Data | Coal crisis: Over 100 thermal power plants have <25% of required stock

Due to low levels of coal inventories, power generated from thermal plants has significantly declined and this becomes more worrying as the coal crisis has hit at a time when power demand has peaked due to summer months

April 20, 2022 04:49 pm | Updated April 25, 2022 02:03 pm IST

RANIPET,TAMIL NADU: 15/04/2022: STANDALONE: Local women worker breaking coal by hammer. This coal use for brick kiln at Walajapet,Ranipet district.
Photo:  Venkatachalapathy C /The Hindu 

RANIPET,TAMIL NADU: 15/04/2022: STANDALONE: Local women worker breaking coal by hammer. This coal use for brick kiln at Walajapet,Ranipet district. Photo:  Venkatachalapathy C /The Hindu  | Photo Credit: VENKATACHALAPATHY C

Barely six months have passed and India is facing yet another coal crisis. In more than 100 thermal power plants in India, coal stock has fallen below the critical mark (<25% of the required stock) and in over 50 plants, it has fallen below the 10% mark. Due to low levels of coal inventories, power generated from thermal plants has significantly declined. This had led to power shortages in several States such as Andhra Pradesh, Jharkhand, Uttarakhand and Madhya Pradesh. Planned power outages due to coal shortages have become a norm. More worryingly, the coal crisis has hit at a time when power demand has peaked due to summer months.

Critical situation

The chart plots the stock required (horizontal axis) against the % of actual stock maintained (vertical axis) as of April 18 across 173 thermal power plants. Of the 173 power plants, 101 have been labeled critical, while 51 have less than 10% of the required stock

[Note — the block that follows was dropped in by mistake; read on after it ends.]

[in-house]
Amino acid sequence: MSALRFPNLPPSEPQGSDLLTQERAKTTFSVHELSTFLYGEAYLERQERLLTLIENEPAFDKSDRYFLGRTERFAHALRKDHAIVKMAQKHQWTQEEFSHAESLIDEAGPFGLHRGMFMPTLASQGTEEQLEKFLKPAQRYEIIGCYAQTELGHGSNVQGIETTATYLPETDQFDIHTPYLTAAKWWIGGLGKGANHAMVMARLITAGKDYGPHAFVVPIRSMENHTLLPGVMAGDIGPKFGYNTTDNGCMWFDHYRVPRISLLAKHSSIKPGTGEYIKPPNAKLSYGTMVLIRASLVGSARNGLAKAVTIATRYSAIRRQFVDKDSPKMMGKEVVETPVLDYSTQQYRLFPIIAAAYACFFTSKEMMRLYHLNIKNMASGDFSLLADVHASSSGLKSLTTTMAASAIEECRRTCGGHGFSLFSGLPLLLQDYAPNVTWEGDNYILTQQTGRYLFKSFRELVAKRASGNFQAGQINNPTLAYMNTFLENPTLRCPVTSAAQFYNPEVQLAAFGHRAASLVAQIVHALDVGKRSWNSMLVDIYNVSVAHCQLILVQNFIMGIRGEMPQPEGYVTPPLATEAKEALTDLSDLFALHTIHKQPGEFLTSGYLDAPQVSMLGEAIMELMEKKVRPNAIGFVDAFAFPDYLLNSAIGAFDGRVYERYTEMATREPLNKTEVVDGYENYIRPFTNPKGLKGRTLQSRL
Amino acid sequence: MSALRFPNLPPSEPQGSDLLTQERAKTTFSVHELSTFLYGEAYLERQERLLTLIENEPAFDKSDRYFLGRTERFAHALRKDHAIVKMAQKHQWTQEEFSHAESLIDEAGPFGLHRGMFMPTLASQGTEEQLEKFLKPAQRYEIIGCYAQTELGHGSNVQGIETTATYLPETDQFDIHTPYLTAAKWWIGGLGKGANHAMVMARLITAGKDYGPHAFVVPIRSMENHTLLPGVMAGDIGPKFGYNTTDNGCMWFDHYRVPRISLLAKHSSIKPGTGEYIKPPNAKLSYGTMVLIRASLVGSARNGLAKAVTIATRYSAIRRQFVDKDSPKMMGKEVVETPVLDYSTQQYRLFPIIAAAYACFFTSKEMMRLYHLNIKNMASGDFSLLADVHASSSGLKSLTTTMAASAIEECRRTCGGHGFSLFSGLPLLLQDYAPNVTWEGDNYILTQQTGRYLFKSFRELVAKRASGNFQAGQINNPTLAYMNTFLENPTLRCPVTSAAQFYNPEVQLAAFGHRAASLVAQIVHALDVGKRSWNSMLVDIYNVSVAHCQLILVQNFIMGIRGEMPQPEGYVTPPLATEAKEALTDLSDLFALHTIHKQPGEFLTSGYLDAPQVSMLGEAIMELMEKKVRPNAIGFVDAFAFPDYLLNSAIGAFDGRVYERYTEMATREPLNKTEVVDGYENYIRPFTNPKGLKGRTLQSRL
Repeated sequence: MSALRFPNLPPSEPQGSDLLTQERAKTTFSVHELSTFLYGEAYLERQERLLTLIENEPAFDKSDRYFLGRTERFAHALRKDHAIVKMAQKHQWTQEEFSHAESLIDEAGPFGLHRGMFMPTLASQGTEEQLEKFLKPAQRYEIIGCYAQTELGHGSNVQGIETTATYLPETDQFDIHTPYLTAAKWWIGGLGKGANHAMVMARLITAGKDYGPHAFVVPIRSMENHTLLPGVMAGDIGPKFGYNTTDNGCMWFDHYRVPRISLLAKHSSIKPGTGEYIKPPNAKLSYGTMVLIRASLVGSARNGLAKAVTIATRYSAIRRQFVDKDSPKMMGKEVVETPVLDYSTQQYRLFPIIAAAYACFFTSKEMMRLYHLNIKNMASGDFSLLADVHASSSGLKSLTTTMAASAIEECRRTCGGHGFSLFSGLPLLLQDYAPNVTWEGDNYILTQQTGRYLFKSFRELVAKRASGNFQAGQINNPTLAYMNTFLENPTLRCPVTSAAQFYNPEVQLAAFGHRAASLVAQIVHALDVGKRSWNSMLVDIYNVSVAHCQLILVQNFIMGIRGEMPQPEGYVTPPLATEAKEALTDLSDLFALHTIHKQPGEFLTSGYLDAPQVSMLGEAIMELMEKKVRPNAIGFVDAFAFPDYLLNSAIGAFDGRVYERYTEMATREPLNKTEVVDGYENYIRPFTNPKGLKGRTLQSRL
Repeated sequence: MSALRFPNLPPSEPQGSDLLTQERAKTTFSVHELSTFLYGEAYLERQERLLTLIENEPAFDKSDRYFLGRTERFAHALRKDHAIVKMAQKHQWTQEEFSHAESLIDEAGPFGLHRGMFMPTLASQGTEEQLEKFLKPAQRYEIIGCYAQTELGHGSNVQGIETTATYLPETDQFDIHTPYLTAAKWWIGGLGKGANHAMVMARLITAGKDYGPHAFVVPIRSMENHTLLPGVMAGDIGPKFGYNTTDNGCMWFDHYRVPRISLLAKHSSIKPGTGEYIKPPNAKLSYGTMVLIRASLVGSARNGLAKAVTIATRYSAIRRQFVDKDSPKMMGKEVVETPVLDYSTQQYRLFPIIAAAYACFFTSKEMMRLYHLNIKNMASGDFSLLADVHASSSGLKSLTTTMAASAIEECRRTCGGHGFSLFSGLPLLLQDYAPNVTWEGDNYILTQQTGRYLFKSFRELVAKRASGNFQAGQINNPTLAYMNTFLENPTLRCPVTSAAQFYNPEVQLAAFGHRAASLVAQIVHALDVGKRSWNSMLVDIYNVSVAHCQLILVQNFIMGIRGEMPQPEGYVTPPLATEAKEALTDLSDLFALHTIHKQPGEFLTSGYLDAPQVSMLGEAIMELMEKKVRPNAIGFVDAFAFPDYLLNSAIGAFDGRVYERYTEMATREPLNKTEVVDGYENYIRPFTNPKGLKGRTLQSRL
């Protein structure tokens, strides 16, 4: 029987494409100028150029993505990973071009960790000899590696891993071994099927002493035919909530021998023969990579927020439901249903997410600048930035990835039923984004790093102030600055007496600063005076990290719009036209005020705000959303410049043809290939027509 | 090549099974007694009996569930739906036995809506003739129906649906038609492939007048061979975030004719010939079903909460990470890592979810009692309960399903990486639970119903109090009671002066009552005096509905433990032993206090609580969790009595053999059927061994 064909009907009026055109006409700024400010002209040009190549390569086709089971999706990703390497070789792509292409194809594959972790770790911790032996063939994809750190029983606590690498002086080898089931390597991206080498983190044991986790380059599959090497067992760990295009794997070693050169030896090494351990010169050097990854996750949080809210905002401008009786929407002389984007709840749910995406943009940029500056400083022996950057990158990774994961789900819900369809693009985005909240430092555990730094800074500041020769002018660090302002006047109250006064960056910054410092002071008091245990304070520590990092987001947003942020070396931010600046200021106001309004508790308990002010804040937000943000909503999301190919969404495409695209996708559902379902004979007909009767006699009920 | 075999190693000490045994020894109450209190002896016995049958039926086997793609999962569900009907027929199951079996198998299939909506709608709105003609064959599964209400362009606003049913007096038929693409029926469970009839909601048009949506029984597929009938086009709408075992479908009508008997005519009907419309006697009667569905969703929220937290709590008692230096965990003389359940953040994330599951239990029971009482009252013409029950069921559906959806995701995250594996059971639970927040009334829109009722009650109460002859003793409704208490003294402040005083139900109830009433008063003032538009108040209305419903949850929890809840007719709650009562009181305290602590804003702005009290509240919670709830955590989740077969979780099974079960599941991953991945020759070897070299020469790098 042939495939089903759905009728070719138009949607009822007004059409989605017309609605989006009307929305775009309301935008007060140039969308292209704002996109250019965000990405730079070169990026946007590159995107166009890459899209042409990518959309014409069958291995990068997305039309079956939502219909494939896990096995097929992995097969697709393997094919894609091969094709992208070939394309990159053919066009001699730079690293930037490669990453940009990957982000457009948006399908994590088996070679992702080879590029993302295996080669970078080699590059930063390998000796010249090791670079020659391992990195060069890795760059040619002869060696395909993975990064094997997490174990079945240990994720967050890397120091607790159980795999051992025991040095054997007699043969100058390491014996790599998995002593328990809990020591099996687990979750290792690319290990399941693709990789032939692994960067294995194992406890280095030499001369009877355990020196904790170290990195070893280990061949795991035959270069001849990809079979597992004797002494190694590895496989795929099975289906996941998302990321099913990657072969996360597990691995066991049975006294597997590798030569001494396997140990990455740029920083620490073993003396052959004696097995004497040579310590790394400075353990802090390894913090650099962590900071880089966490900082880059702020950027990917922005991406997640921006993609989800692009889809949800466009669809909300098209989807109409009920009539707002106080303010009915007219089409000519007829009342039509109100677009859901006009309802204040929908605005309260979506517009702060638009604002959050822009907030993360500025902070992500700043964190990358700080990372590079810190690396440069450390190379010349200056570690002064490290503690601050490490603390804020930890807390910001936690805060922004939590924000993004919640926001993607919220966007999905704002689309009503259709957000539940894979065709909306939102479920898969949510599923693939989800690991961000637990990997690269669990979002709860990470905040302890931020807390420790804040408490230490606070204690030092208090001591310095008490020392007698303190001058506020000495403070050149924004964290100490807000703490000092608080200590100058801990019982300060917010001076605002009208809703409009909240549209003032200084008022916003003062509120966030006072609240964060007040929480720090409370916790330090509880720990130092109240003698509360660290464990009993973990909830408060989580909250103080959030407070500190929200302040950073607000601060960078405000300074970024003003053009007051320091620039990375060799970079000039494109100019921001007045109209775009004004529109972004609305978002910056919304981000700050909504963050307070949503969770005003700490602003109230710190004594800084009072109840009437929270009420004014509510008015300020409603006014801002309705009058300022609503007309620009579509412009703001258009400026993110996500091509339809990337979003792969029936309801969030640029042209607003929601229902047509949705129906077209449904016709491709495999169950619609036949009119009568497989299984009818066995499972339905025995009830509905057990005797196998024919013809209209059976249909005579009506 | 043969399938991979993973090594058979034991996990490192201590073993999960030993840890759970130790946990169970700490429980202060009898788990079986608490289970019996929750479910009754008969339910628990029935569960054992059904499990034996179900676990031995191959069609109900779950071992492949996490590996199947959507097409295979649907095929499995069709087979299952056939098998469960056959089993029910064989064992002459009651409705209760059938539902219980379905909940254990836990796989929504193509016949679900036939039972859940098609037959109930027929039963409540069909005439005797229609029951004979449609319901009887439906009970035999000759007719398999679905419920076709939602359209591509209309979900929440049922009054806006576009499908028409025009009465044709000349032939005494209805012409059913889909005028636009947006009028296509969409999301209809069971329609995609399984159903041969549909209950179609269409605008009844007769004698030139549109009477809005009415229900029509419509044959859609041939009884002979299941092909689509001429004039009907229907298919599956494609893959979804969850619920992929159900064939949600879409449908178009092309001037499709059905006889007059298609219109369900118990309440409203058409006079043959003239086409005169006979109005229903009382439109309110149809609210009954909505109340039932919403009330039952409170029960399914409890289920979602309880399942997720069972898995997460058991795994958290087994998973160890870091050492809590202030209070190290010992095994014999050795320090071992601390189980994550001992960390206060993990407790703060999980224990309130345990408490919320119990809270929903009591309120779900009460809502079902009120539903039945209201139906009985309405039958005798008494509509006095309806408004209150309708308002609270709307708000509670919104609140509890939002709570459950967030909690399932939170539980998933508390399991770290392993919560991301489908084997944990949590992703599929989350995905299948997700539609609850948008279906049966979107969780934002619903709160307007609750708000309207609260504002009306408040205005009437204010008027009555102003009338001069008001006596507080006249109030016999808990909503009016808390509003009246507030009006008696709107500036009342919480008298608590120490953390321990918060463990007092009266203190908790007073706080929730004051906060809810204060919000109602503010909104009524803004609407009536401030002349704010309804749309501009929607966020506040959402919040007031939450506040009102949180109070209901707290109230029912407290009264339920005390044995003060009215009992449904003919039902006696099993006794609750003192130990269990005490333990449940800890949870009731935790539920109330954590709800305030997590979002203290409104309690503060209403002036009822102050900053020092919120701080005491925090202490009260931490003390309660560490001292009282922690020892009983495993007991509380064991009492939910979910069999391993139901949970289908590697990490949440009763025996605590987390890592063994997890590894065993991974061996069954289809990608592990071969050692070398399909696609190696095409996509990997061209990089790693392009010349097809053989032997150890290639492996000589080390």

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Power shortage

The chart shows power supply shortage as % of demand in April. Only States which recorded significant deficits have been listed

Andhra Pradesh has been recording a supply shortage of around 10% every day for the past week. On April 13, Jharkhand suffered a power supply shortage of 17%

Planned outages

 The chart shows the daily planned power outages (in megawatts) since April 10 due to the shortage of coal. Outages have consistently been above the 6,000 MW mark for the past nine days

Peaking demand

The chart shows India’s power demand (in gigawatts) across various time periods: December 2021, January 2022, February 2022, March 10 to 18, and April 10 to 18

The average levels in April are consistently higher than average power demand in past few months

Source: POSOCO, Central Electricity Authority, National Power Portal 

Also read: Explained | What is the extent of India’s coal crisis?

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